Alternative uses for old cymbals?

Sinmara

Member
I've upgraded from the rubbish cymbals my kit came with - you can't really play with them, they are too awful - but I don't want to throw them away either.

Any original ideas of what to do with them?
 

BacteriumFendYoke

Platinum Member
They may be awful but at some point in the future you might find yourself wanting an 'awful' sound. Sometimes I have cymbals that don't sound great and use them in very specific applications. I have a 17" Crash that was reasonably acceptable but after upgrading I riveted it and did some extra work on the cymbal. Now it's a trashy powerhouse!
 
A

audiotech

Guest
You could make clocks out of them, but then again I wouldn't want a trashy looking cymbal clock either, lol. Now maybe a Constantinople.

Dennis
 

caddywumpus

Platinum Member
Some people stack 'em (look up "cymbal stack" if you don't know what that is...)

Garden decoration?

Hat for Chinese New Year party!

Plug the bottom for a bird bath!

Giant pizza slicer!

Replacement hub caps, anyone?

Playing frisbee with your ex...
 

wildbill

Platinum Member
Low tech - break out the power tools and whip up some new designs.

High tech - have them laser cut with the design of your choice.
 

Nickropolis

Senior Member
My two cents, which in Canada will soon be rounded down to zero cents due to outmotion of the penny, is to first try making stacks or x-hats.

Example of stacks: http://www.youtube.com/watch?v=X8bNe_lhZqo

Obviously you don't need to have $1000 worth of cymbals to do it but it shows you what's possible. Try different ones on top and bottom, flip them upside down, use two, use three, tighten and loosen the wingnut, basically there are no rules except to quote Bob Gatzen; "If it sounds good to you, then it sounds good.". Right now I have a keyholed (not by me) 8" B8 splash over 14" AAX mini china over busted (again, not by me) 16" AAX stage crash. The sound is somewhere between a very short and quick china and a less 'jingly' chopper.

Example of x-hats: http://www.youtube.com/watch?v=hZn6s3rj_TA

Here they sell them as a set but you can make x-hats out of any cymbal you want. Since your cymbals are somewhat disposable you can just jam them on a stand or arm without worrying about keyholing them. Again, try different ones on top and bottom. I was toying around with the 14" china under 14" AAX stage hat top for regular high hats, sounded neat.

If none of these options strike your fancy, like wildbill said, break out the power tools.

Ozone cymbals: http://www.youtube.com/watch?v=xSrCZuuNEvU

A drill and a good hole saw FOR METAL will take care of that for you, along with a file/sandpaper. Boy howdy, cymbals are sharp if the edges are left raw.

A drill and some rivets will give you this: http://www.youtube.com/watch?v=4x5JQf-hxj4

It's not all necessarily 'original' but it's a good starting place.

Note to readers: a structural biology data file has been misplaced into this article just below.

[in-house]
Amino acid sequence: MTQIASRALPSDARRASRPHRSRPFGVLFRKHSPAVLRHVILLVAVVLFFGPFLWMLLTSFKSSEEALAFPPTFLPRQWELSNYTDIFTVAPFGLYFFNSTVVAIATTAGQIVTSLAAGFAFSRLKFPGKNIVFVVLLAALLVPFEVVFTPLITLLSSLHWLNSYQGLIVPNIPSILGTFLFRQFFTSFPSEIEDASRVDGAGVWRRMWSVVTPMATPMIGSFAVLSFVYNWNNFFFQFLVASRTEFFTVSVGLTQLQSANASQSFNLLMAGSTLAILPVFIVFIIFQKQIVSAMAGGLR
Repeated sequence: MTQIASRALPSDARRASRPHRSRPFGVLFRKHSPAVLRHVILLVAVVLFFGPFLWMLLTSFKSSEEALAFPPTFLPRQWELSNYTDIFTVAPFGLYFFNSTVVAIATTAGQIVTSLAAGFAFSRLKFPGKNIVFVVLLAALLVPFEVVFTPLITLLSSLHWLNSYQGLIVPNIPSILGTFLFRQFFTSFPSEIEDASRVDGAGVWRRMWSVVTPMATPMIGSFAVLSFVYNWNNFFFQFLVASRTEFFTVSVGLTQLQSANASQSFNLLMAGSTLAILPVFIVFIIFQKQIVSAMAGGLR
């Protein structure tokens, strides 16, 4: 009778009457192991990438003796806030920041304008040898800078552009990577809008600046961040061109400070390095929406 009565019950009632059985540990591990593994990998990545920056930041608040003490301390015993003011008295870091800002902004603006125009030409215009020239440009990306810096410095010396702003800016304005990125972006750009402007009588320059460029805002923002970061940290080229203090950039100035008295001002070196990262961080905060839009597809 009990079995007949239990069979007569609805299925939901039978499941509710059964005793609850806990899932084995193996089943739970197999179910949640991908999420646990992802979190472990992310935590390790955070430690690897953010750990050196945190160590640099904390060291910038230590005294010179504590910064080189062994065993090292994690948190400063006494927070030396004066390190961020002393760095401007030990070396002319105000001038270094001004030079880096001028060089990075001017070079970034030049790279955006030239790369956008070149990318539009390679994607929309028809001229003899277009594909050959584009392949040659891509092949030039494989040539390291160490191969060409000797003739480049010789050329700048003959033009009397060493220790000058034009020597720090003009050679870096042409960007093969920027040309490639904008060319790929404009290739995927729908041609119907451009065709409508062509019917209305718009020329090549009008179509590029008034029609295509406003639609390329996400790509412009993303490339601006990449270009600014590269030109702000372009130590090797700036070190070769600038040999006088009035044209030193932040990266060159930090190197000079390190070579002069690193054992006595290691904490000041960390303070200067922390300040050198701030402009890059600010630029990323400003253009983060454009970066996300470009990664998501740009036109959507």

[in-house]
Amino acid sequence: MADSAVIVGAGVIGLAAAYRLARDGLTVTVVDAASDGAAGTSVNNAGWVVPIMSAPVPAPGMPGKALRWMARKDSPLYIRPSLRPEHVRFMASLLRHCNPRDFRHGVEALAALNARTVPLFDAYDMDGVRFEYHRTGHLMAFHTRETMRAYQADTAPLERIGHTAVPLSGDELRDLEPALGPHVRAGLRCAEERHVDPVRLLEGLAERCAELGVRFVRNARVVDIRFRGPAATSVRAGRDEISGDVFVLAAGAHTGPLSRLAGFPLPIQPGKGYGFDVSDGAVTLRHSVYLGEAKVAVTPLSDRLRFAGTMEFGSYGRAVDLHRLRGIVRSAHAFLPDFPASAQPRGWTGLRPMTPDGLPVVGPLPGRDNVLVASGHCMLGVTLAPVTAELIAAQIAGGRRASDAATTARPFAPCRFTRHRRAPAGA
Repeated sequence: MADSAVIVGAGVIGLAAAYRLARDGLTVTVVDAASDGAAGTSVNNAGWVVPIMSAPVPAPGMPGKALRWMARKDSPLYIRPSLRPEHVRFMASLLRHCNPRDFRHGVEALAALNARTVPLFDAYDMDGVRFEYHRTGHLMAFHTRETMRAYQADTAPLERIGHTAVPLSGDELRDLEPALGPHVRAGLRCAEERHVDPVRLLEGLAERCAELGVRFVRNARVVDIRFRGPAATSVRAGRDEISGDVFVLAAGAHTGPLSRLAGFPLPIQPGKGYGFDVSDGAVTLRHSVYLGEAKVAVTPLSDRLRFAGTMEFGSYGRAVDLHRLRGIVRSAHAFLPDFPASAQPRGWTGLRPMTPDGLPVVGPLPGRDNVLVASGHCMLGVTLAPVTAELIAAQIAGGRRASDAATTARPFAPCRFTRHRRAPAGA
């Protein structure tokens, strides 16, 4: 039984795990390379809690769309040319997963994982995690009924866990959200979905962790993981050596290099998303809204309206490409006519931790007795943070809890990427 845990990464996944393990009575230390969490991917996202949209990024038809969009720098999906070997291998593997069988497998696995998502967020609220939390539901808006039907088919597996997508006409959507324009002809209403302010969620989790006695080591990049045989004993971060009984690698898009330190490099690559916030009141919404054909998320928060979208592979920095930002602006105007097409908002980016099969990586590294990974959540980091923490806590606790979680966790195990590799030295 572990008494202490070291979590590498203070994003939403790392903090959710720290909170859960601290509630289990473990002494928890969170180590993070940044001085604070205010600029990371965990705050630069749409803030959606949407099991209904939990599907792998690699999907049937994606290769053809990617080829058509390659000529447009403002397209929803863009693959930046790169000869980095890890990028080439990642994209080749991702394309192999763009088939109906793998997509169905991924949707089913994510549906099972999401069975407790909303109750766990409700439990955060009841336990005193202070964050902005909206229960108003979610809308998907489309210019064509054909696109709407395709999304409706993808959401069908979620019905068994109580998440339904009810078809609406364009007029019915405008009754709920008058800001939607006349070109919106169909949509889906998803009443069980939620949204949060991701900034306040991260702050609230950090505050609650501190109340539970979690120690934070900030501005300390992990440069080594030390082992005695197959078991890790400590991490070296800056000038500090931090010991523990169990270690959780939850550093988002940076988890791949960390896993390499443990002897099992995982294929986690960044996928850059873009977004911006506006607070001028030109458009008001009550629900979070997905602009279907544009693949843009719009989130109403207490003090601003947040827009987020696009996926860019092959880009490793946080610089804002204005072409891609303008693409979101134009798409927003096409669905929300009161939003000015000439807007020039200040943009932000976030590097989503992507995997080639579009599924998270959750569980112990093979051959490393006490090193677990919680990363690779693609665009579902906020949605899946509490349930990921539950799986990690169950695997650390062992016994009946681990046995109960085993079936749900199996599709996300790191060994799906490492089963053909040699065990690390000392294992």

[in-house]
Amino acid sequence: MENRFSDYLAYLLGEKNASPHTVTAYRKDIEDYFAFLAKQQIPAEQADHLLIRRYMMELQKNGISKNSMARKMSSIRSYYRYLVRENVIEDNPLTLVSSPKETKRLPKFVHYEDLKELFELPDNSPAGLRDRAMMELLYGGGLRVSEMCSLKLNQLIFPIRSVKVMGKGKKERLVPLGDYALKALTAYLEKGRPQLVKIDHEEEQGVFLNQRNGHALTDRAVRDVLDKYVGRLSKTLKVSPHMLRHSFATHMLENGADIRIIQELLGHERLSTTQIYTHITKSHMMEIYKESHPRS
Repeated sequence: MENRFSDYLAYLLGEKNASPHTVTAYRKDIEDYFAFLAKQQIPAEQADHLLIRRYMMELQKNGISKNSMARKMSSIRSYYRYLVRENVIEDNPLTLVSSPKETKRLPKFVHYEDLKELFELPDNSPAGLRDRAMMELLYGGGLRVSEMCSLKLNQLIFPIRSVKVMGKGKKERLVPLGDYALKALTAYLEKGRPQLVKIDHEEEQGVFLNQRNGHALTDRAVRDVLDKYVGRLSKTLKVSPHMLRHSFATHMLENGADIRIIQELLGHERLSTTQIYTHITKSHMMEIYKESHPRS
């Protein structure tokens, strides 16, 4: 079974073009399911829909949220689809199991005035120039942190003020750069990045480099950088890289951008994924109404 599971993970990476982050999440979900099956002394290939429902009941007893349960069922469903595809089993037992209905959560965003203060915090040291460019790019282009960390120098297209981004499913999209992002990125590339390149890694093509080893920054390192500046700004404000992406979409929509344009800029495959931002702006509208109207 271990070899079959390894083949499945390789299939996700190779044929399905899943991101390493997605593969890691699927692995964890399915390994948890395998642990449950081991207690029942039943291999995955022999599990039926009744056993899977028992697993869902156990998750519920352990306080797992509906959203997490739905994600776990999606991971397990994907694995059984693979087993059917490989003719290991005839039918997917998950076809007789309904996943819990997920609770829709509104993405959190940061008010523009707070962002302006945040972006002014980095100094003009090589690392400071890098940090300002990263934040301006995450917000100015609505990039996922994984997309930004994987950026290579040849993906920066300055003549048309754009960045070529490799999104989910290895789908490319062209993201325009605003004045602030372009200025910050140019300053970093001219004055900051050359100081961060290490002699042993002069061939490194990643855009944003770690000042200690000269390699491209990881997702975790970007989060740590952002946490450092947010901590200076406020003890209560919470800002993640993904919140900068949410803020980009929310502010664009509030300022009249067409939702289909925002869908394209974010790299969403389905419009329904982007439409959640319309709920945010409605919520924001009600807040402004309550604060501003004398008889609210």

Bretton

Silver Member
That's not an old cymbal, that's just an actual saw blade.


I'm looking for a place that can melt down all the pieces of cymbal I have and cast a snare drum shell.
 

mikeyhanson

Silver Member
I was at a guy's house one time that had taken an old cymbal, treated it up with some weird staining stuff that made it almost steam-punky and made a ceiling medallion out of it that held the light fixture. It was pretty cool.
 

KirbyM

Senior Member
When I was 17 (1974), I cut the bells out of two broken cymbals, drilled holes close to the edges, and then sewed them onto a black bra. Our percussion section presented this item to our band director (female, of course) at our end-of -year banquet. My invention was a symbolic protective device for the well-endowed cymbal players. During band camp the previous summer, our band director was attempting to demonstrate the proper method of crashing hand-held cymbals and ...OOPS!! We actually had a clever name for our metal-clad bra, but due to the possibility of offending someone, I'll omit it. Sorry, no pictures. In 1974, very few people carried cameras with them the way we do today on every device we own !!
 
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skod

Senior Member
I've been occasionally buying up really cheap, trashy cymbals on Ebay to convert to E-cymbals for my E-kit. Install a piezo transducer, stick on some damping material (on top to muffle the stick sound, on bottom if you want the brass bounce feel and don't care about a little extra volume), mount them up on an Aquarian cymbal spring to stop them from rotating, and viola'! An otherwise useless crummy old cymbal takes on a a new E-kit life...

They provide the look of a real cymbal, but no sound. And this is a lot cheaper than buying Alesis or Hart E-cymbals. Do-it-yourself rocks hard here...
 

Bretton

Silver Member
Bretton for that a mould is required that will cost you thousands of dollars.
You can sand cast it. there's a company in England that does just that http://www.provenancedrums.com/ usually using aluminum aircraft parts, or engine parts, but the same principal applies. I inquired about sending them a large brass artillery shell I have to be cast into a snare, and they were all for it, but shipping that from Canada to England would be ridiculous.

I contacted my old high school, and their foundry is down right now, should be up and running in the fall, and we're going to give it a try there.
 
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